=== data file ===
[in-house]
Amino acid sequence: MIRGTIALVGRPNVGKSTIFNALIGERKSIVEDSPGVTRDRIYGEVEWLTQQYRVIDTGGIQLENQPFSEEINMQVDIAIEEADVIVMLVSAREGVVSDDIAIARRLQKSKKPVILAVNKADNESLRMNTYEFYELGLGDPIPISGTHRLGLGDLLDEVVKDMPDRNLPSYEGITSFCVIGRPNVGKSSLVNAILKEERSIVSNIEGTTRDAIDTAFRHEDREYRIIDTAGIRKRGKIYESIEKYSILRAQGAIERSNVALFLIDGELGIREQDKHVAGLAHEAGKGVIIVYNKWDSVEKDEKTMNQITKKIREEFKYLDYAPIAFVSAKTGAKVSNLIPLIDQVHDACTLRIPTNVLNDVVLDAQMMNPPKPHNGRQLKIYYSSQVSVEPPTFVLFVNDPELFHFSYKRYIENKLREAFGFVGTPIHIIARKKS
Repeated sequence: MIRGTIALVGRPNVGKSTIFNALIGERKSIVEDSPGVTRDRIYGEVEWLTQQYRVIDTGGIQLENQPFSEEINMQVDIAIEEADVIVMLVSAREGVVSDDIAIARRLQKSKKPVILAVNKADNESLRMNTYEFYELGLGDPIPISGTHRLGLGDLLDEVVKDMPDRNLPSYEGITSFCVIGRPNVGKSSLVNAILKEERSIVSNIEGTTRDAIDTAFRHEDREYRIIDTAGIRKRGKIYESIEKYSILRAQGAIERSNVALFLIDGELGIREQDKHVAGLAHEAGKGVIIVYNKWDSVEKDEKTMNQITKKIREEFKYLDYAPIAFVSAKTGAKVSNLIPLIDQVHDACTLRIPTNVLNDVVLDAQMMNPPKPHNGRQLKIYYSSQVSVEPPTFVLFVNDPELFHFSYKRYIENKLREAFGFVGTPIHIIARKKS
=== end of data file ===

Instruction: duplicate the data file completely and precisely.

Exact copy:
[in-house]
Amino acid sequence: MIRGTIALVGRPNVGKSTIFNALIGERKSIVEDSPGVTRDRIYGEVEWLTQQYRVIDTGGIQLENQPFSEEINMQVDIAIEEADVIVMLVSAREGVVSDDIAIARRLQKSKKPVILAVNKADNESLRMNTYEFYELGLGDPIPISGTHRLGLGDLLDEVVKDMPDRNLPSYEGITSFCVIGRPNVGKSSLVNAILKEERSIVSNIEGTTRDAIDTAFRHEDREYRIIDTAGIRKRGKIYESIEKYSILRAQGAIERSNVALFLIDGELGIREQDKHVAGLAHEAGKGVIIVYNKWDSVEKDEKTMNQITKKIREEFKYLDYAPIAFVSAKTGAKVSNLIPLIDQVHDACTLRIPTNVLNDVVLDAQMMNPPKPHNGRQLKIYYSSQVSVEPPTFVLFVNDPELFHFSYKRYIENKLREAFGFVGTPIHIIARKKS
Repeated sequence: MIRGTIALVGRPNVGKSTIFNALIGERKSIVEDSPGVTRDRIYGEVEWLTQQYRVIDTGGIQLENQPFSEEINMQVDIAIEEADVIVMLVSAREGVVSDDIAIARRLQKSKKPVILAVNKADNESLRMNTYEFYELGLGDPIPISGTHRLGLGDLLDEVVKDMPDRNLPSYEGITSFCVIGRPNVGKSSLVNAILKEERSIVSNIEGTTRDAIDTAFRHEDREYRIIDTAGIRKRGKIYESIEKYSILRAQGAIERSNVALFLIDGELGIREQDKHVAGLAHEAGKGVIIVYNKWDSVEKDEKTMNQITKKIREEFKYLDYAPIAFVSAKTGAKVSNLIPLIDQVHDACTLRIPTNVLNDVVLDAQMMNPPKPHNGRQLKIYYSSQVSVEPPTFVLFVNDPELFHFSYKRYIENKLREAFGFVGTPIHIIARKKS